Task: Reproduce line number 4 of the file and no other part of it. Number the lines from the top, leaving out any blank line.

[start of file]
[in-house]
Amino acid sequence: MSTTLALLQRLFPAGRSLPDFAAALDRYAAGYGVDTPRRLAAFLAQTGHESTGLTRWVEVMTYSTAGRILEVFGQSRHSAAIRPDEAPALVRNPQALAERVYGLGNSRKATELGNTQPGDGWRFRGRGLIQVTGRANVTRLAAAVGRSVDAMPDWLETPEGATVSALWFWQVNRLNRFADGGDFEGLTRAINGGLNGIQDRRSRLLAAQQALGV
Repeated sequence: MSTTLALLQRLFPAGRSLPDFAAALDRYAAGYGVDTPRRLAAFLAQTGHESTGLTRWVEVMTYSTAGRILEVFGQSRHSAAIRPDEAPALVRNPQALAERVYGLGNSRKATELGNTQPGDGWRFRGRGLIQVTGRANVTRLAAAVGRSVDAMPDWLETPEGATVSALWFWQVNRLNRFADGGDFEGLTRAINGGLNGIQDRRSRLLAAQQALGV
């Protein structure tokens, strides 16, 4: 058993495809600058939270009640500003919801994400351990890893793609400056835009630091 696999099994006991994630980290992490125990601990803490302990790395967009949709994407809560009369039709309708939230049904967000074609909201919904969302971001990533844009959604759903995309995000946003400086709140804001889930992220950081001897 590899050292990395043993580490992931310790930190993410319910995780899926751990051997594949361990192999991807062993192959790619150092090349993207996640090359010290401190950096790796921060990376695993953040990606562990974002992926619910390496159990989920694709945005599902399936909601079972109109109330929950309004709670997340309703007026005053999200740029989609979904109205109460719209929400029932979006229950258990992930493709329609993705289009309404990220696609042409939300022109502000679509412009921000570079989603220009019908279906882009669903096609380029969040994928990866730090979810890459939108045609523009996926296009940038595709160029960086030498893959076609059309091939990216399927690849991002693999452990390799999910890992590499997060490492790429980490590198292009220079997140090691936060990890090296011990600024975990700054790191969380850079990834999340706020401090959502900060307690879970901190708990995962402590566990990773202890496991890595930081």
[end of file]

């Protein structure tokens, strides 16, 4: 058993495809600058939270009640500003919801994400351990890893793609400056835009630091 696999099994006991994630980290992490125990601990803490302990790395967009949709994407809560009369039709309708939230049904967000074609909201919904969302971001990533844009959604759903995309995000946003400086709140804001889930992220950081001897 590899050292990395043993580490992931310790930190993410319910995780899926751990051997594949361990192999991807062993192959790619150092090349993207996640090359010290401190950096790796921060990376695993953040990606562990974002992926619910390496159990989920694709945005599902399936909601079972109109109330929950309004709670997340309703007026005053999200740029989609979904109205109460719209929400029932979006229950258990992930493709329609993705289009309404990220696609042409939300022109502000679509412009921000570079989603220009019908279906882009669903096609380029969040994928990866730090979810890459939108045609523009996926296009940038595709160029960086030498893959076609059309091939990216399927690849991002693999452990390799999910890992590499997060490492790429980490590198292009220079997140090691936060990890090296011990600024975990700054790191969380850079990834999340706020401090959502900060307690879970901190708990995962402590566990990773202890496991890595930081």